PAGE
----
From my introduction to author Dan Pink through his book “Drive,” I was amazed at how he could write a book about business that pertained so much to what educators do. It was not in the sense of how to create widgets, which is often a business approach to education, but rather what incents people to do what they do in the best way possible. It was more than just the best way to drive students, but the best way to drive educators to their highest potential as well. For that reason, Dan has been recognized and engaged by national and international education organizations to address their memberships. I have listened to several of his keynotes with never a disappointment. In personal conversations, I have found him to be a really nice guy. I sought him out during a recent trip to D.C. to ask him about his new book, “To Sell Is Human: The Surprising Truth About Moving Others.” I was hoping to find his latest book to be as educator-friendly as “Drive.”
You say that today, like it or not, we’re all salespeople. (read more…)
Let’s rewind a little. In 2004, tablets were not yet on the drawing board, Facebook was available to a handful of college students and most folks’ definition of a digital textbook was a book that came on a compact disc. Fast forward to 2013, where you can hardly have a conversation about education that does not include mention of mobile devices, online learning and social-media platforms. You get the idea.
In the Pascack Valley Regional High School District in New Jersey, 2004 was the beginning of an educational transformation that brought technology, education and the community together. In 2004, the district implemented one of the nation’s first one-to-one initiatives and has been meeting achievement and budget goals ever since.
Don’t get me wrong, we have had our fair share of scrapes and bruises along the way, so for those of you looking to implement one-to-one, or in the midst of one, here are some of the most important things the last 10 years have taught us:
Leadership and community buy in
It is up to leadership at the district level to ensure that all stakeholders are engaged from the beginning, including staff and the community at large. (read more…)
The battle over standards-based grading, mastery learning and other progressive grading and assessment practices continues to be waged in classrooms, OpEd pages and PTA meetings across the country. Voices of those who miss the “way things used to be” argue with those who say it’s broken and we need to fix it.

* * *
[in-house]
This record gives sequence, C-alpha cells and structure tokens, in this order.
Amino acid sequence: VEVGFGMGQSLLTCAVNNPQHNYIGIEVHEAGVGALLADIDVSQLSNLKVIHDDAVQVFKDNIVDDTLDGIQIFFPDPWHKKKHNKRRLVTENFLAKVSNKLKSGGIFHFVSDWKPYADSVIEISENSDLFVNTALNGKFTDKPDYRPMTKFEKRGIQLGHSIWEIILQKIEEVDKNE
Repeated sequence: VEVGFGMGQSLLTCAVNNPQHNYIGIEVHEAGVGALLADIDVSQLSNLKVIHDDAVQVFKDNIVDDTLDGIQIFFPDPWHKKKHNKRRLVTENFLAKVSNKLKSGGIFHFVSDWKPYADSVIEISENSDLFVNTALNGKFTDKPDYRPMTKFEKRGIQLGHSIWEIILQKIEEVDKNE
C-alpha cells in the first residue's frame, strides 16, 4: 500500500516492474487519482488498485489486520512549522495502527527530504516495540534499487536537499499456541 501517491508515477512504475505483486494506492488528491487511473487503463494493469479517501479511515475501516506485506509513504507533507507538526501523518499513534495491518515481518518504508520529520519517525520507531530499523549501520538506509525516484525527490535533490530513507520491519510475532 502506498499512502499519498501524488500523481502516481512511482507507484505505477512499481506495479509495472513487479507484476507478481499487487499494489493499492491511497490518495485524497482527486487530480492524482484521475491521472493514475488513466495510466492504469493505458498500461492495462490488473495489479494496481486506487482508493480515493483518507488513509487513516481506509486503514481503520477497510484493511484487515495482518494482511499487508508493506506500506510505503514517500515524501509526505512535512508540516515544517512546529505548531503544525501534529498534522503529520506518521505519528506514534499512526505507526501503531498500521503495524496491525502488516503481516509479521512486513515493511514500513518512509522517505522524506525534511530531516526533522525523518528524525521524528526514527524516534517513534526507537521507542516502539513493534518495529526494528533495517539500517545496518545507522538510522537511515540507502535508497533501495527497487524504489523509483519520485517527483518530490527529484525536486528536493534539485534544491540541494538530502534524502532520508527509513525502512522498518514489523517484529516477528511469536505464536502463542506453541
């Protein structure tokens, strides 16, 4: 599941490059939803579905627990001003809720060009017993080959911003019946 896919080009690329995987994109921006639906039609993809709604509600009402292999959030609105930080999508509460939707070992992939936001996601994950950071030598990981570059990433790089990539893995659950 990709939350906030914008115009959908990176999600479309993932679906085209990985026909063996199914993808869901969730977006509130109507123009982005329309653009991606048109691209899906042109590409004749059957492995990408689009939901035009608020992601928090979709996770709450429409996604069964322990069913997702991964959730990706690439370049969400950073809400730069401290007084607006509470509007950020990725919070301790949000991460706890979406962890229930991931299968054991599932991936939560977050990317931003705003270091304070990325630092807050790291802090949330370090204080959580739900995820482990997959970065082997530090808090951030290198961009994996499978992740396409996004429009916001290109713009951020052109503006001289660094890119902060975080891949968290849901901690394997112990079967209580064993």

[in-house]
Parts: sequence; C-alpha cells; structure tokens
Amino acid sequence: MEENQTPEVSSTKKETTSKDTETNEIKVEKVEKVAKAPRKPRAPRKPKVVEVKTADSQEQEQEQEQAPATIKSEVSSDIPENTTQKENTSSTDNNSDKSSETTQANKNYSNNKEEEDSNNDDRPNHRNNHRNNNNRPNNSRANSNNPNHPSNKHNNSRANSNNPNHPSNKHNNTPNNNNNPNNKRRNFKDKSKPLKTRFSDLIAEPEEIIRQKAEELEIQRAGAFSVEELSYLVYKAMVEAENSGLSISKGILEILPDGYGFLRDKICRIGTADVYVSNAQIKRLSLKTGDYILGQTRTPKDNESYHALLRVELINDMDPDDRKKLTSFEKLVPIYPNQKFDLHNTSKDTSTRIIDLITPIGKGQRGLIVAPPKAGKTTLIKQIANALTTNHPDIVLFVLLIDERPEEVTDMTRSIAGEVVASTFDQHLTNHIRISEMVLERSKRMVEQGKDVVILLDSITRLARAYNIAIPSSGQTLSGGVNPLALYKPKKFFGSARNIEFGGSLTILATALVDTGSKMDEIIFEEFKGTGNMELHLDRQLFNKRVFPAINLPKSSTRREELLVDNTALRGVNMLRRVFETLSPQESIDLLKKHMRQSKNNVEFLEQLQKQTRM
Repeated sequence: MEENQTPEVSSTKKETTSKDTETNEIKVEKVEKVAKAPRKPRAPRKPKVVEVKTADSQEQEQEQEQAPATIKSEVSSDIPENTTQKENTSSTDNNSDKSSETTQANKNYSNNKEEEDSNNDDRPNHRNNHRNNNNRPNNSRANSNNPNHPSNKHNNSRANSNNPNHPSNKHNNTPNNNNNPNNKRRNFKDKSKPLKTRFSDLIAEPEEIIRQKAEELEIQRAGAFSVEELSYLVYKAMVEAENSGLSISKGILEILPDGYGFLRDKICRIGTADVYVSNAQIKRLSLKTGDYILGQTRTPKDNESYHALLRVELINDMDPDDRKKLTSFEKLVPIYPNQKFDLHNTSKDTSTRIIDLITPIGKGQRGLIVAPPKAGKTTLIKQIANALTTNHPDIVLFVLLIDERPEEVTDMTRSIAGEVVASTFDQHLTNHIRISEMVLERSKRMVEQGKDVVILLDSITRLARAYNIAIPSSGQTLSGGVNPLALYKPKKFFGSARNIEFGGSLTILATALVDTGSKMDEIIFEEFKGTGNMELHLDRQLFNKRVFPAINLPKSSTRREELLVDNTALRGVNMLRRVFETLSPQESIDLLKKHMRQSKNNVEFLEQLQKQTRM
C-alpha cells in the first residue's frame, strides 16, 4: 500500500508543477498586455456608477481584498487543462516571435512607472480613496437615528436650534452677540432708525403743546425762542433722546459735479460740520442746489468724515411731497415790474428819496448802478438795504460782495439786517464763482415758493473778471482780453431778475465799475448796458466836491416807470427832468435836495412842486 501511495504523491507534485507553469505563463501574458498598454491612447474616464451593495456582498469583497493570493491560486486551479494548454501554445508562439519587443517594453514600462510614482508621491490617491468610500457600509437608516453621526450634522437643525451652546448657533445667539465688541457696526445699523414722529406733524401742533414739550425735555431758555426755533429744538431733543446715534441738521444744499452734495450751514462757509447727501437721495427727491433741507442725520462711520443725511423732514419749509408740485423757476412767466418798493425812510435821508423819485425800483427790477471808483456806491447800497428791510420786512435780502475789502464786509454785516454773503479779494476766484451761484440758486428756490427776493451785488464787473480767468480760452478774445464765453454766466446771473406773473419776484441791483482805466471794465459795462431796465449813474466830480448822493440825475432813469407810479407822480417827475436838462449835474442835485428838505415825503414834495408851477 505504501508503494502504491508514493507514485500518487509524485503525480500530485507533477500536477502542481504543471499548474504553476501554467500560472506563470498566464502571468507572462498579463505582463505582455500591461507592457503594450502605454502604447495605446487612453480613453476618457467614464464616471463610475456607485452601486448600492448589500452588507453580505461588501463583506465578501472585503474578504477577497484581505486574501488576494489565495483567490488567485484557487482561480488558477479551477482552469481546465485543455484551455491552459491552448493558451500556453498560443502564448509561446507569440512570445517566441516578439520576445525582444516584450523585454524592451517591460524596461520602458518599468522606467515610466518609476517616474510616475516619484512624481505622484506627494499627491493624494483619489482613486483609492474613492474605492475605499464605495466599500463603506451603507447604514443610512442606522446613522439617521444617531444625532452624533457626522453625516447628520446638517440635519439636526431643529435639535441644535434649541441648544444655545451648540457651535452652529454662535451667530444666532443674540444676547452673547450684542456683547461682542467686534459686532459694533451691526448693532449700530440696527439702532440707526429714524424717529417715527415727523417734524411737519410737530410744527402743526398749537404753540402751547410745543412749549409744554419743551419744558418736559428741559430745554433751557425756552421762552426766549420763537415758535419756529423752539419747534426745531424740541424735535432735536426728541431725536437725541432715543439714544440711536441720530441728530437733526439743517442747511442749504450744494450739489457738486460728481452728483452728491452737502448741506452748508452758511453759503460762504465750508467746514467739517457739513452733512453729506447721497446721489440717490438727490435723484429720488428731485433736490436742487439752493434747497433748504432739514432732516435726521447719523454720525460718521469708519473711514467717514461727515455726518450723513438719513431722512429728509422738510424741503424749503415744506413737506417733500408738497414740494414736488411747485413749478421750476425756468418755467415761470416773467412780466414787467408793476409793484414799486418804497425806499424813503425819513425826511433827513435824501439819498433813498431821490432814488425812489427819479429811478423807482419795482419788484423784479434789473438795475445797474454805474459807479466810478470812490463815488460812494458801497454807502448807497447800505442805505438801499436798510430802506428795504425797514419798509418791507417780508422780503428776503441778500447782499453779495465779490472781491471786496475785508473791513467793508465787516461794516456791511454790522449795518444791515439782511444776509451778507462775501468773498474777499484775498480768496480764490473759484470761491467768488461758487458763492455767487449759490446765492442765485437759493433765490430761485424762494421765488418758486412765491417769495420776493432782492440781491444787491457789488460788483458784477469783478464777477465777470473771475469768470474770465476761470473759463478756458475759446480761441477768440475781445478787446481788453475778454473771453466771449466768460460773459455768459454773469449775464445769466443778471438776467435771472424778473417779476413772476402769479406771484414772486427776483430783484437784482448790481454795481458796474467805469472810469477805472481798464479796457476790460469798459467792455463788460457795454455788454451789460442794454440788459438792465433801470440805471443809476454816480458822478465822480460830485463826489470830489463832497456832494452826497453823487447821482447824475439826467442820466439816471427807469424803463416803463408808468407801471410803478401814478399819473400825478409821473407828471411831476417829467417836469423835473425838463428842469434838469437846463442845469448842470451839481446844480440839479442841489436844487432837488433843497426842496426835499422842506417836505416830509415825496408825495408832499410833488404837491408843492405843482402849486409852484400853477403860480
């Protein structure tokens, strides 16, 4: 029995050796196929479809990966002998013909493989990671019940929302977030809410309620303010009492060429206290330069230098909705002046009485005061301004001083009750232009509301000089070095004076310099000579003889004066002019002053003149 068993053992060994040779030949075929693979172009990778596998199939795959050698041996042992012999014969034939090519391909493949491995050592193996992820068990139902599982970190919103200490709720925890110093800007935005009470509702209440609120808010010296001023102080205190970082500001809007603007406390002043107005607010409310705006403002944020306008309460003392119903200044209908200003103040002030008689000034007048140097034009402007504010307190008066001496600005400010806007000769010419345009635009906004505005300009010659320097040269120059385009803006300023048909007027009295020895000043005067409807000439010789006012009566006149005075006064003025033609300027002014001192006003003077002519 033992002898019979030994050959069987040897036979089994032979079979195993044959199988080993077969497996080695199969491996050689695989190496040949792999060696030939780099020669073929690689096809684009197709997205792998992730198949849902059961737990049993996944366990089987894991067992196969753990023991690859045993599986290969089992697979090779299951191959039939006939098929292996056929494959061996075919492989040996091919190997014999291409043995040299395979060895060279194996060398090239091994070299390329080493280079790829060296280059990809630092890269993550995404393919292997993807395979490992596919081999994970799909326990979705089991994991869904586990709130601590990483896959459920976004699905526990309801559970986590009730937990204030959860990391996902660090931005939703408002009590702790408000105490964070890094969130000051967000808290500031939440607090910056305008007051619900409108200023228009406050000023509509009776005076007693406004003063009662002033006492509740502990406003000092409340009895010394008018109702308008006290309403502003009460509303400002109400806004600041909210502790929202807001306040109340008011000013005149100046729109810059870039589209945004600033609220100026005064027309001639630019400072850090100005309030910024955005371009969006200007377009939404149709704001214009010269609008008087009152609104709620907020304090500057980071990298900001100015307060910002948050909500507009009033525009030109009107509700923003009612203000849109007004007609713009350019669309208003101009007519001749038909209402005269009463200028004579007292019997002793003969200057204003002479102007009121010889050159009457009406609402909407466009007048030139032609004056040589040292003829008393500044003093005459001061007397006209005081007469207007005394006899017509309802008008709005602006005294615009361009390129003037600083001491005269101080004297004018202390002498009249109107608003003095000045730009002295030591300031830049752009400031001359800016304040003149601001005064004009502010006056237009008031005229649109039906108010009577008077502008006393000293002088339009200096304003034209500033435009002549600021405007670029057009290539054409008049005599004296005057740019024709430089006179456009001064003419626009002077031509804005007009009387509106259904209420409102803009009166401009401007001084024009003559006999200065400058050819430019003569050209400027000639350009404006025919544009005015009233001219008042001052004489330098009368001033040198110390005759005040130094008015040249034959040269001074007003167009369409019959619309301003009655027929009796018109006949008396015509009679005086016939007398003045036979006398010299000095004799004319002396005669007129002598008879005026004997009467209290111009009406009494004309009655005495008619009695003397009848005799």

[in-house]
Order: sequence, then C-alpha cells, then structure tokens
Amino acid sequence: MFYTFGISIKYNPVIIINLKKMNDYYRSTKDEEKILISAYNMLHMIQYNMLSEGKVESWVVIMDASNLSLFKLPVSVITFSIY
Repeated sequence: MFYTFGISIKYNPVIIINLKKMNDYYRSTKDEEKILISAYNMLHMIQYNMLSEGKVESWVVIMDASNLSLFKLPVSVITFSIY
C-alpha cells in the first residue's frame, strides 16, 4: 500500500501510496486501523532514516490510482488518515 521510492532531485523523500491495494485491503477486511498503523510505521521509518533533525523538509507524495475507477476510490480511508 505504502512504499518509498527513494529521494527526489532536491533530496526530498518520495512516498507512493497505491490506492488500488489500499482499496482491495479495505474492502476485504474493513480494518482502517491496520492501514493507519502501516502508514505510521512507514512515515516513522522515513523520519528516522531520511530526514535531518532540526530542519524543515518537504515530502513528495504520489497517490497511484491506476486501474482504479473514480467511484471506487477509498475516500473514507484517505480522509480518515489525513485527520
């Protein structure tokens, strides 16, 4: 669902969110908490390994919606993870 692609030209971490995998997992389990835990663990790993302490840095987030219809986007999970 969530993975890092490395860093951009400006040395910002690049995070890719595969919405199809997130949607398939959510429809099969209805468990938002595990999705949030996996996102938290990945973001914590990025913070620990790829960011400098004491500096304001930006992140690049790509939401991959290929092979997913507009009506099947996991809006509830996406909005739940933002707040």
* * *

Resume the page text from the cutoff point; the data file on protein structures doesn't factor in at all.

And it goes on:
From the moment that I brought a new grading system into my own classroom, I faced many questions: Why isn’t homework and participation affecting students’ grades? Why are you accepting late work? Why are you letting students retake tests and quizzes? It seemed like madness to some, and coddling to others.
The argument against these practices most often comes down to the idea that the real world is a harsh place and it is naive and counter-productive to shield students from failure. We need to toughen them up, traditionalists say, so that they will not expect success at every turn as adults. (read more…)
When I attend an IEP meeting, I have the distinction of sitting on all sides of the table. I am a parent of a child with special needs, so I understand the feelings a parent brings to the meeting. I also taught special education for many years so I can understand the special-education teacher’s frame of mind. Finally, I am a middle-school building principal so my lens is very wide when it comes to working with students with special needs.
Amid the push towards more inclusive settings — now more than ever — a building principal needs to develop staff members’ capacity to successfully meet these needs. Also, since high-stakes test scores are disaggregated, and in some instances, being attached to teacher performance, educational leaders need to have a wide lens when looking at achievement. The only way this can happen is to be in the classrooms and give feedback.
As more and more students are being given the opportunity to be in supported classrooms, more emphasis needs to be placed on working with general-education teachers and their role in supporting special-education students. (read more…)
Our school, Colegio Inglés, is a private 1:1 school in Monterrey, Mexico. We have established a very complete system and infrastructure in 1:1 technology implementation. In middle school, every student owns an Apple MacBook, which gives them access to a world of learning opportunities.
In addition, our kids have access to bilingual education that aligns with accrediting bodies in the U.S., with common core standards and with Mexico’s Secretariat of Education’s requirements. There are different divisions that tap into different kinds of technology to leverage learning. For instance, elementary uses iPads in their instruction, and middle school has embraced a 1:1 program with MacBooks.
The school has done a remarkable job at the infrastructure level and at the academic level, in regards to technology. There has also been a push in balancing content, pedagogical models and technology. None of these should be dominant. It is rather a perfect equilibrium of these that constitutes effective learning. (read more…)